Vestibular disease in dogs is a treatable condition, with most dogs making a full recovery within 2-3 weeks. Assuming that the cause of vestibular disease is relatively benign (for example in the case of idiopathic vestibular disease or middle/internal ear infection), clinical signs such as a head tilt and incoordination will often disappear in the first 7-14 days. In these cases, dogs can make a full recovery and their life expectancy will not be affected significantly. Despite experiencing vestibular disease, these dogs will go on to live long and happy lives.
However, recurrence of vestibular disease remains frequent, with clinical signs persisting in the first 12 months after diagnosis. As many as 1 out of 3 dogs will experience long-term clinical signs (See our article “What to do if your dog is not recovering from vestibular disease“). If the cause of vestibular disease is more serious, life expectancy will vary significantly.
Can Vestibular Disease Be Fatal to Dogs?
Vestibular Disease in dogs can be the result of a variety of medical conditions, such as:
- an inner ear problem,
- a brain tumor or lesion,
- a collar-related injury, or
- nervous system dysfunction.
However, there is often no clear underlying issue: 70% of dogs are diagnosed with vestibular disease without a clear specific cause according to this study (the most prevalent cause was ear problems for about 26% of dogs with vestibular disease).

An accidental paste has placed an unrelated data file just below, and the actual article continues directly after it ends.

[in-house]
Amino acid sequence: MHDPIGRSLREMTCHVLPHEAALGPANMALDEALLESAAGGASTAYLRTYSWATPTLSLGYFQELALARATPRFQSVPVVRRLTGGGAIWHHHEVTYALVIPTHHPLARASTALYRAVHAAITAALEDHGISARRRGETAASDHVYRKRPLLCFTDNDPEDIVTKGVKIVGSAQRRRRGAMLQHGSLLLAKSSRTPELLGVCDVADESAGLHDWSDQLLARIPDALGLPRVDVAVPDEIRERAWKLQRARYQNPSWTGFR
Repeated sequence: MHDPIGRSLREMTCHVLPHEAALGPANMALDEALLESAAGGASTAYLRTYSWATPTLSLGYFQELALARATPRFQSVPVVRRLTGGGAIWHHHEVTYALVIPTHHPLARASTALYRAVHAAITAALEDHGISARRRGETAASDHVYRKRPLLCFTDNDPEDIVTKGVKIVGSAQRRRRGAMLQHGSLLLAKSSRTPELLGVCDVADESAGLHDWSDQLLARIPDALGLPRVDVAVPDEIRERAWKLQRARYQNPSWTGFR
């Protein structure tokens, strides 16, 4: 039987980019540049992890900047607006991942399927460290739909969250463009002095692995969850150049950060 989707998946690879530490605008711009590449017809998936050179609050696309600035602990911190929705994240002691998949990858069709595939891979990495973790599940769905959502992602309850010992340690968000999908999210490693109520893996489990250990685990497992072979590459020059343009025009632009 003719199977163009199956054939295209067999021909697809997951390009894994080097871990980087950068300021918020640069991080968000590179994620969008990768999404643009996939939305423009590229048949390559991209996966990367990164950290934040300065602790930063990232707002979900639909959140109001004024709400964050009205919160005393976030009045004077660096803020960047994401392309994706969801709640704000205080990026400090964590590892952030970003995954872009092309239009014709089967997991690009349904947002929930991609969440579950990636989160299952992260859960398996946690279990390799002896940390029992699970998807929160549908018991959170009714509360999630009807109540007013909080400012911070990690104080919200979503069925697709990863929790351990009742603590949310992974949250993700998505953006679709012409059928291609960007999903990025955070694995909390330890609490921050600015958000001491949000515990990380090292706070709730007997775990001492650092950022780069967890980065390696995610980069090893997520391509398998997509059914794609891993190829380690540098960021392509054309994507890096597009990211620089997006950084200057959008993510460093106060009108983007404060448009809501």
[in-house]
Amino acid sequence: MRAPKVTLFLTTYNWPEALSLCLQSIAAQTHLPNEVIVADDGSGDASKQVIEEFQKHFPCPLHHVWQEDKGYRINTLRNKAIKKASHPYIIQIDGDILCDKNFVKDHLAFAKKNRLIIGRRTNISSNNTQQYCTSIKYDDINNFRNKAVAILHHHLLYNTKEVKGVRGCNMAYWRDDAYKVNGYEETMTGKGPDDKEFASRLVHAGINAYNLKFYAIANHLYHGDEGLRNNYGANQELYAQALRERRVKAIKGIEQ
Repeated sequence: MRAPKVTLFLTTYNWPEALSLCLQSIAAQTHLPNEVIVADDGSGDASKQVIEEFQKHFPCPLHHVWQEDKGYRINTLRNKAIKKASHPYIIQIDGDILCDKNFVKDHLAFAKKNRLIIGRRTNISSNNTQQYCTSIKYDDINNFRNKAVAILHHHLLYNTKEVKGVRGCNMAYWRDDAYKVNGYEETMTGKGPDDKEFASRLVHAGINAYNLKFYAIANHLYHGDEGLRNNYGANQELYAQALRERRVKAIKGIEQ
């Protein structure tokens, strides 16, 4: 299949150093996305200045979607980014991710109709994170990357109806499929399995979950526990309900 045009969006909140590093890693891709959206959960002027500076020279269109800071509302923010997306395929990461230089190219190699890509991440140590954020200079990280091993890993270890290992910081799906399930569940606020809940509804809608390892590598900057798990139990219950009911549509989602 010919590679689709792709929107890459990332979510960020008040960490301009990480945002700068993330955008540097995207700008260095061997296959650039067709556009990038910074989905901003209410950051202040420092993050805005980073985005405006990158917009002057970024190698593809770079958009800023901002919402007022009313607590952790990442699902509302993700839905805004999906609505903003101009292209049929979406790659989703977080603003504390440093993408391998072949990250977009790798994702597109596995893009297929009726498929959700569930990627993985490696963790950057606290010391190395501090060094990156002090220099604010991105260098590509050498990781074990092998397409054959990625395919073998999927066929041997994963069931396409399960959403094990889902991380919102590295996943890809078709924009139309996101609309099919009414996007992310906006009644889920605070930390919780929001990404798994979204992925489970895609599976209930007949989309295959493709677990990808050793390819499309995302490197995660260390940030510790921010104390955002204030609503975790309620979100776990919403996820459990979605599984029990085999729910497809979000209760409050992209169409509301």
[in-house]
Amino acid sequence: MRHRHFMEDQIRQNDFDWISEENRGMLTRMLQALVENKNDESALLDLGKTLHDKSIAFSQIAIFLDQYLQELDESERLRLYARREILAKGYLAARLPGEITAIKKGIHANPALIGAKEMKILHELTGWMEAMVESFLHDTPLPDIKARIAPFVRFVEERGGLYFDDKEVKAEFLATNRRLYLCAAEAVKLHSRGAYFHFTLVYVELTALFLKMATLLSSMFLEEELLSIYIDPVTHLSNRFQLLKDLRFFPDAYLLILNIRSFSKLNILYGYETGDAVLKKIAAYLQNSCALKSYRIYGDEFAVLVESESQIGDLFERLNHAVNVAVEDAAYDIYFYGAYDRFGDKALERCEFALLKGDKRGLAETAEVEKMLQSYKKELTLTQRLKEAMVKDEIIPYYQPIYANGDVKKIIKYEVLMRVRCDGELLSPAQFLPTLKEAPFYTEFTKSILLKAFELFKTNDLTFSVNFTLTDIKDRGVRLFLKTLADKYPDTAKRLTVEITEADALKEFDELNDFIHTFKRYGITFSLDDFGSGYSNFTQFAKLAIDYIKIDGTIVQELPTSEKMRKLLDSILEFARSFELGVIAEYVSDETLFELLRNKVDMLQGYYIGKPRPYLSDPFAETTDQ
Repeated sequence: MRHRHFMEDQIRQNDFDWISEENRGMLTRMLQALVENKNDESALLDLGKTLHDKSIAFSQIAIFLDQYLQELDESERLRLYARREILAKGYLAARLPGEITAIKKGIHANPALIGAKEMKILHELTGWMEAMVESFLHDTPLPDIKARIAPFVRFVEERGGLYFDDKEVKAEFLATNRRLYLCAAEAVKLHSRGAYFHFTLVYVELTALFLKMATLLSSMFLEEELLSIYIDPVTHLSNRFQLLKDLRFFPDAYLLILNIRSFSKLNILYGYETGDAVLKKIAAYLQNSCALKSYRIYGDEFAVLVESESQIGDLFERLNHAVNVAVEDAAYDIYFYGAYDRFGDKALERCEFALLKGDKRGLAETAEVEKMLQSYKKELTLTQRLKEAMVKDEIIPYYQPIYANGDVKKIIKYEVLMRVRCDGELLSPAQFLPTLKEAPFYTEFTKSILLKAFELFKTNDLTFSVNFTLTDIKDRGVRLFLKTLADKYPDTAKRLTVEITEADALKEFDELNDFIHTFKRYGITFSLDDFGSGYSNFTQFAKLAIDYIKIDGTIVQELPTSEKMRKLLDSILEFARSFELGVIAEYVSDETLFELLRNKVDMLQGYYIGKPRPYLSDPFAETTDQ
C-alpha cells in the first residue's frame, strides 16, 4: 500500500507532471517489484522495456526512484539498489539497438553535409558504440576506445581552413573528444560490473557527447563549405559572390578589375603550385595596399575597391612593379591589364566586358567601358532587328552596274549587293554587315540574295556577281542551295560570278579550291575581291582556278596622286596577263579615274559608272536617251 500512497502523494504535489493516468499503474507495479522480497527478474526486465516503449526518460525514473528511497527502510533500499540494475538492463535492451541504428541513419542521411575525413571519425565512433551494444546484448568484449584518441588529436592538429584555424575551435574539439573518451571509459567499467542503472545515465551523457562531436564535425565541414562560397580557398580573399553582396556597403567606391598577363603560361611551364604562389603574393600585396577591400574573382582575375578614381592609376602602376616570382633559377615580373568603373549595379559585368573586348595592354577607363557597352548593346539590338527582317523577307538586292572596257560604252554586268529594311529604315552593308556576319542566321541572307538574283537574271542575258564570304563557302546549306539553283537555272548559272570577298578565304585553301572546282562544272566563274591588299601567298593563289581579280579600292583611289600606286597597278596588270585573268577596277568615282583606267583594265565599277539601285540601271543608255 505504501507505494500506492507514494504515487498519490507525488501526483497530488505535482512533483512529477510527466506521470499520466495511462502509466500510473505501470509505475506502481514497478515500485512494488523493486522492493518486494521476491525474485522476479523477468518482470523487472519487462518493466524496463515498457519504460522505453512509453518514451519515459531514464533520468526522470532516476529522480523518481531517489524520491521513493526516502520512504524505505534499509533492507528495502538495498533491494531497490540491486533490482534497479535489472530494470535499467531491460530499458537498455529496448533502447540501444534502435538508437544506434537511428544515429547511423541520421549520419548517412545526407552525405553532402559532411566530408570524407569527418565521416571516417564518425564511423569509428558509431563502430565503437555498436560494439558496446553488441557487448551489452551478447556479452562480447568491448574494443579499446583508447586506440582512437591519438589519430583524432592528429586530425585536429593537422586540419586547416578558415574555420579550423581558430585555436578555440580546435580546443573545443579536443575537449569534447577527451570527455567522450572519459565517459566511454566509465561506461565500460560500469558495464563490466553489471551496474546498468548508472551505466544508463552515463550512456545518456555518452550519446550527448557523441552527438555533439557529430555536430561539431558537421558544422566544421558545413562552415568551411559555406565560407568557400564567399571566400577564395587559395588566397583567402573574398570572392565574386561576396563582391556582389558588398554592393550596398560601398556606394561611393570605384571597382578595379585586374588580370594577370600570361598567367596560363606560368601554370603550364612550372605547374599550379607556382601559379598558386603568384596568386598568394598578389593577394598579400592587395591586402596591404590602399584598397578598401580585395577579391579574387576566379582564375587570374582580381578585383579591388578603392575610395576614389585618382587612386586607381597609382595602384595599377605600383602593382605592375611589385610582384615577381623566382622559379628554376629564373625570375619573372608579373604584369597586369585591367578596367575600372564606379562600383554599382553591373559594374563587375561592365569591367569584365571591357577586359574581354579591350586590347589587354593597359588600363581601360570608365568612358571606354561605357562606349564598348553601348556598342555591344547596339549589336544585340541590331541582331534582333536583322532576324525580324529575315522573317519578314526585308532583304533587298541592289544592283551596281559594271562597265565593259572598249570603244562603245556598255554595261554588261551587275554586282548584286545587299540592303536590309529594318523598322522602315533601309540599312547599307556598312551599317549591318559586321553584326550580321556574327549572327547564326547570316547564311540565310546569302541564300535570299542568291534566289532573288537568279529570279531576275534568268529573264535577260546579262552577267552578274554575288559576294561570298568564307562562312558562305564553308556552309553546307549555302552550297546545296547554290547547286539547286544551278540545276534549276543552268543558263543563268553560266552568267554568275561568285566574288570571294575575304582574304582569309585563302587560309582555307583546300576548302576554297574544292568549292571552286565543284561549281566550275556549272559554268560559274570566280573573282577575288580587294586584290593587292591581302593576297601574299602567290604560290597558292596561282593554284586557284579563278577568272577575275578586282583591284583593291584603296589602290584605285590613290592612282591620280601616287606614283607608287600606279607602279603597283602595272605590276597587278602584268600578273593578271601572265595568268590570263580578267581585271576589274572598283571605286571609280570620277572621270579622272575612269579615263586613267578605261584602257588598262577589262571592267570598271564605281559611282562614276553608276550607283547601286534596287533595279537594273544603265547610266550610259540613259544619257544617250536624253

Although it isn’t the vestibular disease itself that can kill a dog, the other effects of these causes could result in a dog’s death. When the cause of vestibular disease might be something more sinister, a dog’s prognosis and life expectancy might be significantly worse. Dogs that suffer from vestibular disease as a result of a tumor, trauma or poisoning may be in a more critical condition. These conditions can, unfortunately, be fatal to your dog.
How Long Can Dogs Live with Vestibular Disease?
This will depend on the cause of the vestibular disease. Vestibular disease is simply a result of a more serious condition that could be fatal to your dog:
- Dogs with idiopathic vestibular disease or an ear infection may make a full recovery within 2-3 weeks and continue to live a normal healthy life.
- Dogs that develop vestibular disease due to a trauma or a brain tumor might have a shortened lifespan because of this; exactly how long dogs will live with vestibular disease will depend on the severity of the trauma or tumor. For example, The median survival time for dog with a brain tumor treated with steroids alone is 2-4 months (this survival time can be increased through the implementation of chemotherapy and radiotherapy).
A dog that shows no improvement several weeks or months after diagnosis may have a more serious underlying medical condition that needs to be investigated: advanced imaging with CT / MRI scans will likely be used by your veterinarian to determine next steps and identify the cause.
These more serious causes of vestibular disease in dogs are often grouped together under the term ‘central vestibular disease’. Learn more in our article “What to Do if Your Dog is Not Recovering from Vestibular Disease.”
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